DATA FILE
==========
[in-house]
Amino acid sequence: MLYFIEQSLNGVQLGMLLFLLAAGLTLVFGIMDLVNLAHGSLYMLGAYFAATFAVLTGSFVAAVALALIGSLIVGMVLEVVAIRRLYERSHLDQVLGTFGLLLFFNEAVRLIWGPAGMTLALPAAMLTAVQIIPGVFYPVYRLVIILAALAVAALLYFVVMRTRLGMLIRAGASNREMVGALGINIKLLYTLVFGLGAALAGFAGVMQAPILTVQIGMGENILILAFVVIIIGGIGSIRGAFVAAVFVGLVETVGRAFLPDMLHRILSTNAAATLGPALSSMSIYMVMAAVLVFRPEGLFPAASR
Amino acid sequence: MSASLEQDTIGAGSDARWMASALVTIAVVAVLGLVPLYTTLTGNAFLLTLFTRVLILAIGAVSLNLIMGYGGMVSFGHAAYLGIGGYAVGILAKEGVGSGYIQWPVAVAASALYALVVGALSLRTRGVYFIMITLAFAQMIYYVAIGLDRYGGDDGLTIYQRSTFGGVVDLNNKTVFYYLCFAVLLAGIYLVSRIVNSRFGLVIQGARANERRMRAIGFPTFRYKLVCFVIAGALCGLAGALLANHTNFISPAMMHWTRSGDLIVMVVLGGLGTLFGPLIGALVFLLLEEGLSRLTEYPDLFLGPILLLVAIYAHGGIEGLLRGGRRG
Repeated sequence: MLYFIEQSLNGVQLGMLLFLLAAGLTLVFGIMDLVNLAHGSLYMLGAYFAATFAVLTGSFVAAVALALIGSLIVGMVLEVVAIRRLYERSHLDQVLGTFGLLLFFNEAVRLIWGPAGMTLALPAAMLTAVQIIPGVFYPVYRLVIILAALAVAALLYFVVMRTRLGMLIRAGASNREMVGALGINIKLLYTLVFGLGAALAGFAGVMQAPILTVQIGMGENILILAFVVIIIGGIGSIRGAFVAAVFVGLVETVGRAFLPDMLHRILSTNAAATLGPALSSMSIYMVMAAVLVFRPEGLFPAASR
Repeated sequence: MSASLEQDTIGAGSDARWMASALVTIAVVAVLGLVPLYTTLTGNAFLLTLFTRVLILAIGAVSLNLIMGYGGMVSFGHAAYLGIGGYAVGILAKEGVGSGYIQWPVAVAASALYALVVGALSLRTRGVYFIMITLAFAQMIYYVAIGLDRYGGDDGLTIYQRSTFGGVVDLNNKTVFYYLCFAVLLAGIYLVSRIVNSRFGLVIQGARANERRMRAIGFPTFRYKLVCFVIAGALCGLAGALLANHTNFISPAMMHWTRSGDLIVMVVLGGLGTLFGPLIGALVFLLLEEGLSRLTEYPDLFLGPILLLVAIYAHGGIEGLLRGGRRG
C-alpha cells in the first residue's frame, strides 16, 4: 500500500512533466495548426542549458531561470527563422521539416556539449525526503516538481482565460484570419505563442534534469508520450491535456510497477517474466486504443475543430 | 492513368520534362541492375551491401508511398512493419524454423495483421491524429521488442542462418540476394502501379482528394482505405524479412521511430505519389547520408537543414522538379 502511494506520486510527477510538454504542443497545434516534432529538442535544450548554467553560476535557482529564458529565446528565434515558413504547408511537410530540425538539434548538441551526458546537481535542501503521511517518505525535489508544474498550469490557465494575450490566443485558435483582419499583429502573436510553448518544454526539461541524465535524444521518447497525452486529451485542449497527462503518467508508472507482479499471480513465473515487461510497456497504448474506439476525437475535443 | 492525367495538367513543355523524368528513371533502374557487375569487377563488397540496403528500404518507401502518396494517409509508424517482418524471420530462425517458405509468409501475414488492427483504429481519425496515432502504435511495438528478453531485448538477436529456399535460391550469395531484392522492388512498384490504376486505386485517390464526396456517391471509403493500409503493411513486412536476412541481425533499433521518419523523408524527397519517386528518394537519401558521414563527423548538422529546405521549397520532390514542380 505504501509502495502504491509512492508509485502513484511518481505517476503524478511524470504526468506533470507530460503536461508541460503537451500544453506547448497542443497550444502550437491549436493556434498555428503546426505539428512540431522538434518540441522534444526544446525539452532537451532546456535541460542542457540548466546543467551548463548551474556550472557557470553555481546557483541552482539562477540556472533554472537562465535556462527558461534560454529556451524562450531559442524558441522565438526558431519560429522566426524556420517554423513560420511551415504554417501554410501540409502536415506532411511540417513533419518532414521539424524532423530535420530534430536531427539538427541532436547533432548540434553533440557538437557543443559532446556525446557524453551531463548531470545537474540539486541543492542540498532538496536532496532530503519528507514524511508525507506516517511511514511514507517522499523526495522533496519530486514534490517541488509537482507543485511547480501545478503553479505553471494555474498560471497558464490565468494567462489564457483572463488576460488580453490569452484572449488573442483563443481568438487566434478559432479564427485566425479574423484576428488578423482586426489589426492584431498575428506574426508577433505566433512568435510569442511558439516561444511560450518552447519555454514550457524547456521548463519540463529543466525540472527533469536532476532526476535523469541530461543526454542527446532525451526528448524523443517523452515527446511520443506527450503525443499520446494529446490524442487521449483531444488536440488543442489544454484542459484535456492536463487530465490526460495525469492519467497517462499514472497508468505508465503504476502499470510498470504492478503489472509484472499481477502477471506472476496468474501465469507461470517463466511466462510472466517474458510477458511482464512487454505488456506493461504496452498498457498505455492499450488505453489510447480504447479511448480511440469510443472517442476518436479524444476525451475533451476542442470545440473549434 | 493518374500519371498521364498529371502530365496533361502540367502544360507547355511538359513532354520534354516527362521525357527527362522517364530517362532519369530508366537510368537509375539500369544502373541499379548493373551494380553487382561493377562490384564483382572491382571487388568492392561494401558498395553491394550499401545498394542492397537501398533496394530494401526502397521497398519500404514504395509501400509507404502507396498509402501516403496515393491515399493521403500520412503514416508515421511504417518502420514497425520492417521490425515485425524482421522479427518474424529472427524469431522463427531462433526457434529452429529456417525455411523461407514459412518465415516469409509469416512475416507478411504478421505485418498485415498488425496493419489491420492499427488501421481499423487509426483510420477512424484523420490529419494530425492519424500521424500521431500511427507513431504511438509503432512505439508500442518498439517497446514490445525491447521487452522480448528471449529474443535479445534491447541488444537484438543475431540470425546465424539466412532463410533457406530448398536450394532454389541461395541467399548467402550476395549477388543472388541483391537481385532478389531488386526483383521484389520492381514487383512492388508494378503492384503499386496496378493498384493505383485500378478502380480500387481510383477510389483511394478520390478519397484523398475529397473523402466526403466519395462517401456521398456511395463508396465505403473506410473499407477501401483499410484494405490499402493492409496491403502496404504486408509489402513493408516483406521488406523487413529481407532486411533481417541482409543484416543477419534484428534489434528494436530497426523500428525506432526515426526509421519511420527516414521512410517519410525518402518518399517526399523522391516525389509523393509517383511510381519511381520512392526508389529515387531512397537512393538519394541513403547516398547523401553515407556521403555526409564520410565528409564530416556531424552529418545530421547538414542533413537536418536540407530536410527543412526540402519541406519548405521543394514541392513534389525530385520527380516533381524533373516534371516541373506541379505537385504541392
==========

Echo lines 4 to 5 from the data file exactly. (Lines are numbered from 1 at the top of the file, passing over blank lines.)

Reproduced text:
Repeated sequence: MLYFIEQSLNGVQLGMLLFLLAAGLTLVFGIMDLVNLAHGSLYMLGAYFAATFAVLTGSFVAAVALALIGSLIVGMVLEVVAIRRLYERSHLDQVLGTFGLLLFFNEAVRLIWGPAGMTLALPAAMLTAVQIIPGVFYPVYRLVIILAALAVAALLYFVVMRTRLGMLIRAGASNREMVGALGINIKLLYTLVFGLGAALAGFAGVMQAPILTVQIGMGENILILAFVVIIIGGIGSIRGAFVAAVFVGLVETVGRAFLPDMLHRILSTNAAATLGPALSSMSIYMVMAAVLVFRPEGLFPAASR
Repeated sequence: MSASLEQDTIGAGSDARWMASALVTIAVVAVLGLVPLYTTLTGNAFLLTLFTRVLILAIGAVSLNLIMGYGGMVSFGHAAYLGIGGYAVGILAKEGVGSGYIQWPVAVAASALYALVVGALSLRTRGVYFIMITLAFAQMIYYVAIGLDRYGGDDGLTIYQRSTFGGVVDLNNKTVFYYLCFAVLLAGIYLVSRIVNSRFGLVIQGARANERRMRAIGFPTFRYKLVCFVIAGALCGLAGALLANHTNFISPAMMHWTRSGDLIVMVVLGGLGTLFGPLIGALVFLLLEEGLSRLTEYPDLFLGPILLLVAIYAHGGIEGLLRGGRRG